• Not Big Enough for the Two of Us: One story features Jimmy's father telling a joke where an elephant tells an ant the town where they are isn't big enough for the both of them. Jimmy's father is the only character to find the joke funny.
  • Not Me This Time: Occasionally, it's really not Jimmy who stole Samson. Many one-page/short stories will have Smudge as being the culprit just for the sake of a quick subversion (since Monica will always go for Jimmy first), but sometimes it's not the main boys at all.
    • In one comic, not only Samson but all the girls' dolls are stolen, and Monica, who had listened to Jimmy talking to Sunny about how "the plan will work, and we're finishing her this time" earlier that day, immediately blames him. One could forgive her for the misunderstanding, but she beats him up before even asking any questions, which prompts a battered Jimmy to explain that he was talking about a football coach's plan to defeat another team (which in Portuguese has a female pronoun). Monica doesn't even believe it till Sunny vouches for him and says he's been with Jimmy all day. An embarrassed Monica and the girls quickly say sorry and leave, while Sunny remarks to Jimmy that he has grown a rather unfortunate fame for himself.
    • Another story had this done quite creatively: Monica finds Samson missing and goes to interrogate the boys, one by one, only to find they all have perfectly reasonable alibis. She then has a flash and notices the artists had used Samson to stylize the title of the story, so she goes back and picks it up.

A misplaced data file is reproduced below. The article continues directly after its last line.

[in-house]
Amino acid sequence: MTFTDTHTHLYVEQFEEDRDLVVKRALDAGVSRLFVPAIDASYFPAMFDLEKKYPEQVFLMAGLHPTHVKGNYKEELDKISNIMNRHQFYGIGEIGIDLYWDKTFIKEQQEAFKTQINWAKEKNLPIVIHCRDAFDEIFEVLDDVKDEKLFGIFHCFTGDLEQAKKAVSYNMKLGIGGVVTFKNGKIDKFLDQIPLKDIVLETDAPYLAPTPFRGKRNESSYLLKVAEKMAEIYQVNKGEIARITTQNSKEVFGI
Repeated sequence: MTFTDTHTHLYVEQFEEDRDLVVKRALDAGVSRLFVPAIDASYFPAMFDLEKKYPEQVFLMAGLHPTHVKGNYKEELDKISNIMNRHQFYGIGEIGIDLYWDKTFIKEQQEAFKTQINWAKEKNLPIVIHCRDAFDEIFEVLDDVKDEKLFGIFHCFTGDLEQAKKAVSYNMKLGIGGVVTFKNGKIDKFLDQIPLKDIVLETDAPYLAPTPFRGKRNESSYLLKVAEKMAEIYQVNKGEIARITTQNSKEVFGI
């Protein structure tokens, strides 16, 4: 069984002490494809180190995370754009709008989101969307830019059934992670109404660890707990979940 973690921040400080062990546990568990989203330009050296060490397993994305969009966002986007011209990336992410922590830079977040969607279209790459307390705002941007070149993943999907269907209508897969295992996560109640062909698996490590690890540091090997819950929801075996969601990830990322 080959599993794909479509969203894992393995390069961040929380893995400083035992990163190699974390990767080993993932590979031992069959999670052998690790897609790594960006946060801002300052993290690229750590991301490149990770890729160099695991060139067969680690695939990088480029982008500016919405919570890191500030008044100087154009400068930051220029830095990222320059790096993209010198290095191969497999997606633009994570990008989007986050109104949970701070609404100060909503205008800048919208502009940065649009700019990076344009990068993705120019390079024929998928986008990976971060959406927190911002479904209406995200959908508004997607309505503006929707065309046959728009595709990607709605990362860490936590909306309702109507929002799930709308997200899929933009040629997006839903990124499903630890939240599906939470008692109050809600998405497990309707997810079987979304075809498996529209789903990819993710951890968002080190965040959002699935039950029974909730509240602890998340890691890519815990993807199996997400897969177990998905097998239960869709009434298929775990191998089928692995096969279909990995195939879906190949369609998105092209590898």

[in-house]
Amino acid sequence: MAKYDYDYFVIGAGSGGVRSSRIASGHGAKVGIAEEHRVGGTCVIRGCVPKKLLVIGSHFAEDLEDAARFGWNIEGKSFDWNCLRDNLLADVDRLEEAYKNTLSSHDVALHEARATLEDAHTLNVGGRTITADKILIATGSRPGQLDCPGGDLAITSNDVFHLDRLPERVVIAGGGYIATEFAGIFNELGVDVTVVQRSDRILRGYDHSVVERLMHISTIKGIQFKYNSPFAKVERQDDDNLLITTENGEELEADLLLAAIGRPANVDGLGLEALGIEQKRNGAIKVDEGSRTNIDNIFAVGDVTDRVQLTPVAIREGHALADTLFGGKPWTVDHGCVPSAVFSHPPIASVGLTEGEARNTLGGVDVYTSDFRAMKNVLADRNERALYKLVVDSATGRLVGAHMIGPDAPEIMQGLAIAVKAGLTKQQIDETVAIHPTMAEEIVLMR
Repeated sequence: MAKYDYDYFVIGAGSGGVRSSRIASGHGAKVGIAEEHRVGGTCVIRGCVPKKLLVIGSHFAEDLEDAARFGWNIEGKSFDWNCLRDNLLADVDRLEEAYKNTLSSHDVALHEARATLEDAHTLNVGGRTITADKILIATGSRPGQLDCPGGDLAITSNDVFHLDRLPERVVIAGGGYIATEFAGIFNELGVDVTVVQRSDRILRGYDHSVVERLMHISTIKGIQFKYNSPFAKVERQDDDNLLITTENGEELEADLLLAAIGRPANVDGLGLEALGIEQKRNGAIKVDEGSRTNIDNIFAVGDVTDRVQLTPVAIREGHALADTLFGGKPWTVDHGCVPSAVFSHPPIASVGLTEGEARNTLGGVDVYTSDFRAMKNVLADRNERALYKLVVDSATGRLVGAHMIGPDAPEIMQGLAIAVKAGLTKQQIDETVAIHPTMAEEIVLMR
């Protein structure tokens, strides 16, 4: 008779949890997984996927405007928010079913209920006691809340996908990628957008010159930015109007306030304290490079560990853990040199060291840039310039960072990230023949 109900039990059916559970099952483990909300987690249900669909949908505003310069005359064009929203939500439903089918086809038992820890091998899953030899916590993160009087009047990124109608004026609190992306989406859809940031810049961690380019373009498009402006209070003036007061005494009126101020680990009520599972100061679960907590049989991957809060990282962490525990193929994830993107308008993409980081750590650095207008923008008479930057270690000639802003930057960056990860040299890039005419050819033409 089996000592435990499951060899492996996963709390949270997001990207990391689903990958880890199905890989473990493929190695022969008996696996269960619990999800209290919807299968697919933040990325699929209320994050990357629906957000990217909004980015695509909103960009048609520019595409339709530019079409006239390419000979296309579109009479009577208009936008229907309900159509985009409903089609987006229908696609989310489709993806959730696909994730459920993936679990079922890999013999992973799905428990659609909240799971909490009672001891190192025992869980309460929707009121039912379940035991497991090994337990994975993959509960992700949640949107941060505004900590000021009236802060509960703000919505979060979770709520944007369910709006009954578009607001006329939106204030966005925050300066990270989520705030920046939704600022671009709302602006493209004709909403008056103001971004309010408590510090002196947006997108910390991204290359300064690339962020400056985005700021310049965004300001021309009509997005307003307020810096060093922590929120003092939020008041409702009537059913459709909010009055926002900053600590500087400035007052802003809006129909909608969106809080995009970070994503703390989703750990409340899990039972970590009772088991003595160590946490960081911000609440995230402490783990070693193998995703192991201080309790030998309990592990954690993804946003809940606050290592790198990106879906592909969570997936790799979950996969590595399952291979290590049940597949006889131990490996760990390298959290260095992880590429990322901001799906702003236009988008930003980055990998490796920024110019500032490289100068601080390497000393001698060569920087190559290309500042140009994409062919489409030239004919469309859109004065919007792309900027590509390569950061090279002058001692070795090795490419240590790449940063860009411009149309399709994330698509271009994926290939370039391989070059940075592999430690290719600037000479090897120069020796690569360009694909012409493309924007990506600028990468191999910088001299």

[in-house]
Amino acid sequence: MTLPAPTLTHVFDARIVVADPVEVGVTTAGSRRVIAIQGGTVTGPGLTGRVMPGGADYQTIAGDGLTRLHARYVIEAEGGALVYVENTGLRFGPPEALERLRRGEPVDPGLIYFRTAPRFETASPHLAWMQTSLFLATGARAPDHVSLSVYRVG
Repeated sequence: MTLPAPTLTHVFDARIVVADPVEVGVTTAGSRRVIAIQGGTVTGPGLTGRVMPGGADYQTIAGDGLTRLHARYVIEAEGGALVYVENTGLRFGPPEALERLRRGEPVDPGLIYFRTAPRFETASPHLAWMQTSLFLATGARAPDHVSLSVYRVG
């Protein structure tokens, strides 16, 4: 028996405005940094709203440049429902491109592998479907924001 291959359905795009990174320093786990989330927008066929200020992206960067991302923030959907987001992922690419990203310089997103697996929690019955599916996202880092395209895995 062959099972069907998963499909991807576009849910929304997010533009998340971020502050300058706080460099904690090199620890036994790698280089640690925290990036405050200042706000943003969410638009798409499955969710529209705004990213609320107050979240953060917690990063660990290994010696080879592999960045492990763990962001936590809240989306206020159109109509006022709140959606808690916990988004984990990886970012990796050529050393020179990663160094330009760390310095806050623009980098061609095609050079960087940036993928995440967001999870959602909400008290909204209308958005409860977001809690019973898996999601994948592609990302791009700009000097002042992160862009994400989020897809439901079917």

Monica: These artists have some ideas!
  • Off-Model: Downplayed. In 1998, Emerson Abreu wrote a story in which Jimmy and Smudge enter the world of Quake. Jimmy warns Smudge about an enemy called Shambler, which he specifically describes as a white monster, though when they eventually find the creature, it's instead depicted as orange with red spots on its arms. Emerson would later poke fun at this coloring oversight in his blog.
  • Off to See the Wizard: Made in graphic novel format, although it's not so much a parody as it is a retelling with the Monica's Gang flavor, complete with the musical numbers and all other tropes the format entails.
  • One Steve Limit:
    • This omnipresent trope is averted by the existence of two secondary characters who share the same name: Both the local snobbish rich girl and the woman who is obsessed with her flower garden are named Carmem.
    • There are 20 different characters called José. Unsurprisingly, said name is also very common in Brazil, with one story even implying that Mauricio can't come up with a different name for his secondary characters because virtually everyone he interacts with on a daily basis is called José.